Memo clarifies citation policy for welding, cutting, heating in confined spaces
Posted February 15, 2019
In a recent memo, OSHA reminds regional administrators and state plan designees that the former definition of a “confined space” in construction has been replaced with the new three-part definition at 1926.1202, and that definition should be used to determine whether a violation of the welding in confined spaces standard at 1926.353(b)(1) has occurred.
The memo notes that just as under the former definition, the hazard addressed is the accumulation of toxic or flammable contaminants. OSHA says it expects accumulation would occur when welding in a confined space under the new definition because the welding, cutting, or heating task itself produces metal fumes, gases, and smoke, and there is an inherent risk of incapacitation if exposure levels to carbon dioxide, carbon monoxide, or smoke suddenly spike.
OSHA says the following citation policy applies:
Section 1926.353(b)(1) is triggered by the act of welding, heating, or cutting in a confined space, regardless of whether the atmospheric hazard within the space is likely to exceed any particular exposure level. If an employer has not implemented mechanical or local exhaust ventilation when welding, cutting, or heating is performed within a confined space, a serious violation of section 1926.353(b)(1) should be considered unless:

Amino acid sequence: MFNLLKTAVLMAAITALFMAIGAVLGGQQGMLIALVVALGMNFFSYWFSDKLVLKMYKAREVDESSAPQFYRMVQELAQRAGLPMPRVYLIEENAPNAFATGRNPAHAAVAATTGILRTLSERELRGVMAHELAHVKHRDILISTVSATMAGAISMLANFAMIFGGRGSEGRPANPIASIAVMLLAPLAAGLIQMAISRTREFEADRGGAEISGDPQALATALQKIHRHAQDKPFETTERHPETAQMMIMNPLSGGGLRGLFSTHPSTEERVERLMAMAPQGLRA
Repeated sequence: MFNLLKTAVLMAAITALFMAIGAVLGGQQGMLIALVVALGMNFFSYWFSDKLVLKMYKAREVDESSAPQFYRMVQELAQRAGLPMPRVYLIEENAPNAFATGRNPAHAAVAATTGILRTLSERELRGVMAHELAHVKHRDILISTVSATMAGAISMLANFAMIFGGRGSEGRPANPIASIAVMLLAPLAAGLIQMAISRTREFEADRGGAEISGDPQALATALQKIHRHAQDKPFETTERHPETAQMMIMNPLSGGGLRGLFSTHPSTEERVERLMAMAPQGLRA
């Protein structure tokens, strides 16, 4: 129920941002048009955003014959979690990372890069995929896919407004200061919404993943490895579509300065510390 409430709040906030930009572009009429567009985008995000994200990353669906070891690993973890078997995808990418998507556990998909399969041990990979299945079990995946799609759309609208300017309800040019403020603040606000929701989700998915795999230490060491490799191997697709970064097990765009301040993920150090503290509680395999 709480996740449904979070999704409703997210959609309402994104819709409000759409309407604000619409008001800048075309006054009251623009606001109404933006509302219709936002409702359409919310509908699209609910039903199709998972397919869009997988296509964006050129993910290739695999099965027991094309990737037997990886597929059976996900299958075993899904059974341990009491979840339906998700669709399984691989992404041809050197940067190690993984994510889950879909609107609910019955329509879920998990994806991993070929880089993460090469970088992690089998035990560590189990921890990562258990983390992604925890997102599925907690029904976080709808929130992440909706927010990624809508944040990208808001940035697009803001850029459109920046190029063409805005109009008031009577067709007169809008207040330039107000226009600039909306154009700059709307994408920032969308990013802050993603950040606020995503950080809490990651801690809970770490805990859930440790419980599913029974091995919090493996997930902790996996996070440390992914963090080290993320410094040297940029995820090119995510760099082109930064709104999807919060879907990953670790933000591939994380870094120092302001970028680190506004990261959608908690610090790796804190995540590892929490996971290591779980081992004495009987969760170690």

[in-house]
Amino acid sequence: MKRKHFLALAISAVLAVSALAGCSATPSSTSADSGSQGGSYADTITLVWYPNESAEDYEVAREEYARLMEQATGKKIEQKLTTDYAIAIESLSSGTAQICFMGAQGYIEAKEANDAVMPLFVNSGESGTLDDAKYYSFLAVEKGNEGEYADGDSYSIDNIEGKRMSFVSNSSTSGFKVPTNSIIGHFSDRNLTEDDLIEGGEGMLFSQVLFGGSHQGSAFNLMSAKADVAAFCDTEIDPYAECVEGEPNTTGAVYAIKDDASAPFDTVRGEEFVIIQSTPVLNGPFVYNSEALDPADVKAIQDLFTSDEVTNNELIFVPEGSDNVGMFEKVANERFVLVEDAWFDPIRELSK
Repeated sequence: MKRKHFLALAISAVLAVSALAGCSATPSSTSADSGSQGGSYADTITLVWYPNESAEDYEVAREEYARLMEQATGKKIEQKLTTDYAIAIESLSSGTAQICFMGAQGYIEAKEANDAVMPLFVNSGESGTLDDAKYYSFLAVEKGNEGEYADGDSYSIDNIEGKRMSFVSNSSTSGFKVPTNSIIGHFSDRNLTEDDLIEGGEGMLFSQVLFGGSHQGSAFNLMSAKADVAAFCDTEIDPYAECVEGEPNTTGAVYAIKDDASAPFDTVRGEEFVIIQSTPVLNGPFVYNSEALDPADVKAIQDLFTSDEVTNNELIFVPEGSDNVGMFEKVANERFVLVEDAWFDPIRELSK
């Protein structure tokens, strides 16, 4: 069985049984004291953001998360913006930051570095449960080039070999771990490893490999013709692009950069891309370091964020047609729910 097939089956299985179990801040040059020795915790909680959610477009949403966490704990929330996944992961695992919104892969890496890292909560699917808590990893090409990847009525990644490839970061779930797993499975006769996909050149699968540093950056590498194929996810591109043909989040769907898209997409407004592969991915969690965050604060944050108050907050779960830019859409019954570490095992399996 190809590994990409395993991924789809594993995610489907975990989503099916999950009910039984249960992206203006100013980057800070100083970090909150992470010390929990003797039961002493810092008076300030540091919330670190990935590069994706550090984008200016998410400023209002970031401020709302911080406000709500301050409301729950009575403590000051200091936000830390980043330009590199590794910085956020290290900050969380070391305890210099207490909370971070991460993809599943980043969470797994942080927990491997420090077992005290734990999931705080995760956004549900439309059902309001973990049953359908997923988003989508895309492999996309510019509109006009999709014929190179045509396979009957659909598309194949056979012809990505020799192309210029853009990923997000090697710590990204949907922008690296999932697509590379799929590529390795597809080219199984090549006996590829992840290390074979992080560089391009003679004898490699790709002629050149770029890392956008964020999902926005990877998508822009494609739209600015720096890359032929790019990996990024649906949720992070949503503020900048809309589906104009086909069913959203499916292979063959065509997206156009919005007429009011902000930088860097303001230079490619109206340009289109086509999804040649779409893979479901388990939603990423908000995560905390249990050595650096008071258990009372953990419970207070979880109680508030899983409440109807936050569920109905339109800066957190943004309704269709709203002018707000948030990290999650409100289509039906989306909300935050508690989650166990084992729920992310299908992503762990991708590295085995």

- Open ventilation is present, such as when a confined space has a substantial number of openings in its walls to outside the confined space (like a screen or open sections of rebar) or is entirely open on one side but still has limited or restricted means of access and egress. For example, to access or egress the space, a ladder, ramp, controlled descent device, etc. must be used; and
- The employer has conducted air sampling within the confined space where welding, cutting, or heating is being performed and determined that natural ventilation maintains the atmospheric hazard below the threshold limit values in Appendix A to 1926.55.
OSHA says that if the two bulleted factors above are established, the Compliance Officer should consider the employer's failure to implement mechanical or local exhaust ventilation a de minimis violation unless air sampling demonstrates the existence of an atmospheric hazard.
J. J. Keller's Confined Spaces: Entry Team Training - Construction Activities helps employees meet requirements of the OSHA standard regarding construction activities in confined spaces.
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